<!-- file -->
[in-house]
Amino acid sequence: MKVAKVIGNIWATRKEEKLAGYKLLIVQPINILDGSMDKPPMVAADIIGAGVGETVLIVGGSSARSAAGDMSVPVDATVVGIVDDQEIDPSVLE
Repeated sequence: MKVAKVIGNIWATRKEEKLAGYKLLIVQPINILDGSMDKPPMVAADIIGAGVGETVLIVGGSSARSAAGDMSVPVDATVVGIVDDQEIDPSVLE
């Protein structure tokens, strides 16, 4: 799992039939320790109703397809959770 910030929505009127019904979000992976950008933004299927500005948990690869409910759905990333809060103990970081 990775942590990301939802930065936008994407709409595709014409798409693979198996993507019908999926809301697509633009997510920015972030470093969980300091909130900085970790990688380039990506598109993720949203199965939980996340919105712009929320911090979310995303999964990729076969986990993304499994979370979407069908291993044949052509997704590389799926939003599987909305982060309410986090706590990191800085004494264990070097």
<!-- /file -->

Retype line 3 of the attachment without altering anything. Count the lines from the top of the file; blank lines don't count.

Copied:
Repeated sequence: MKVAKVIGNIWATRKEEKLAGYKLLIVQPINILDGSMDKPPMVAADIIGAGVGETVLIVGGSSARSAAGDMSVPVDATVVGIVDDQEIDPSVLE